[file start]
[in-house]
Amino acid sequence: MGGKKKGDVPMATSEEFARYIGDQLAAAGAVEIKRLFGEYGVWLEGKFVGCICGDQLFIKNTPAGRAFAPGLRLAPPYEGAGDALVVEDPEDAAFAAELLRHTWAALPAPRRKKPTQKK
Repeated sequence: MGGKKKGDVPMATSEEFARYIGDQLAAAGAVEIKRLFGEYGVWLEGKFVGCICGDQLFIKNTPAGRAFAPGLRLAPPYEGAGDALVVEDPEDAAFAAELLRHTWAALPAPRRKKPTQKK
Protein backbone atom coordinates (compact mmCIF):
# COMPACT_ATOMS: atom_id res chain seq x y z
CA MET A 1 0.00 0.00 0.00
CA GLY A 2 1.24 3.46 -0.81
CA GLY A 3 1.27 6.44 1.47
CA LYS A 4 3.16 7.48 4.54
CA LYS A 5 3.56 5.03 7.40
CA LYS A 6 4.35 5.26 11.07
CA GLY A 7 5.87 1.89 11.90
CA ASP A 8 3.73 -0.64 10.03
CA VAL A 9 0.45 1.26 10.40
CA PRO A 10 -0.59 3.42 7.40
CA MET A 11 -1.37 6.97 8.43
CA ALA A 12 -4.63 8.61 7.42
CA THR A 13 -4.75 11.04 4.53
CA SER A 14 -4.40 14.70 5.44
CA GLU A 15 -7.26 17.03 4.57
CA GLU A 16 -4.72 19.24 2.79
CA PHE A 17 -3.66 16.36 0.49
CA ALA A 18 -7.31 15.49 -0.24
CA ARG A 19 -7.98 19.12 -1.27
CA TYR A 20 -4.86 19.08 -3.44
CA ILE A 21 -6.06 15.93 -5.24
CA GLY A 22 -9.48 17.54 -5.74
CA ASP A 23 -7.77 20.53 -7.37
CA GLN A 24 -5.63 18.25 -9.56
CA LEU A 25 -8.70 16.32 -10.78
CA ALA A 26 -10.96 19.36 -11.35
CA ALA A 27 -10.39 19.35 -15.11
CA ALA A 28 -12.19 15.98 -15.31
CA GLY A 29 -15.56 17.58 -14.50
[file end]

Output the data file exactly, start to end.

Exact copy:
[in-house]
Amino acid sequence: MGGKKKGDVPMATSEEFARYIGDQLAAAGAVEIKRLFGEYGVWLEGKFVGCICGDQLFIKNTPAGRAFAPGLRLAPPYEGAGDALVVEDPEDAAFAAELLRHTWAALPAPRRKKPTQKK
Repeated sequence: MGGKKKGDVPMATSEEFARYIGDQLAAAGAVEIKRLFGEYGVWLEGKFVGCICGDQLFIKNTPAGRAFAPGLRLAPPYEGAGDALVVEDPEDAAFAAELLRHTWAALPAPRRKKPTQKK
Protein backbone atom coordinates (compact mmCIF):
# COMPACT_ATOMS: atom_id res chain seq x y z
CA MET A 1 0.00 0.00 0.00
CA GLY A 2 1.24 3.46 -0.81
CA GLY A 3 1.27 6.44 1.47
CA LYS A 4 3.16 7.48 4.54
CA LYS A 5 3.56 5.03 7.40
CA LYS A 6 4.35 5.26 11.07
CA GLY A 7 5.87 1.89 11.90
CA ASP A 8 3.73 -0.64 10.03
CA VAL A 9 0.45 1.26 10.40
CA PRO A 10 -0.59 3.42 7.40
CA MET A 11 -1.37 6.97 8.43
CA ALA A 12 -4.63 8.61 7.42
CA THR A 13 -4.75 11.04 4.53
CA SER A 14 -4.40 14.70 5.44
CA GLU A 15 -7.26 17.03 4.57
CA GLU A 16 -4.72 19.24 2.79
CA PHE A 17 -3.66 16.36 0.49
CA ALA A 18 -7.31 15.49 -0.24
CA ARG A 19 -7.98 19.12 -1.27
CA TYR A 20 -4.86 19.08 -3.44
CA ILE A 21 -6.06 15.93 -5.24
CA GLY A 22 -9.48 17.54 -5.74
CA ASP A 23 -7.77 20.53 -7.37
CA GLN A 24 -5.63 18.25 -9.56
CA LEU A 25 -8.70 16.32 -10.78
CA ALA A 26 -10.96 19.36 -11.35
CA ALA A 27 -10.39 19.35 -15.11
CA ALA A 28 -12.19 15.98 -15.31
CA GLY A 29 -15.56 17.58 -14.50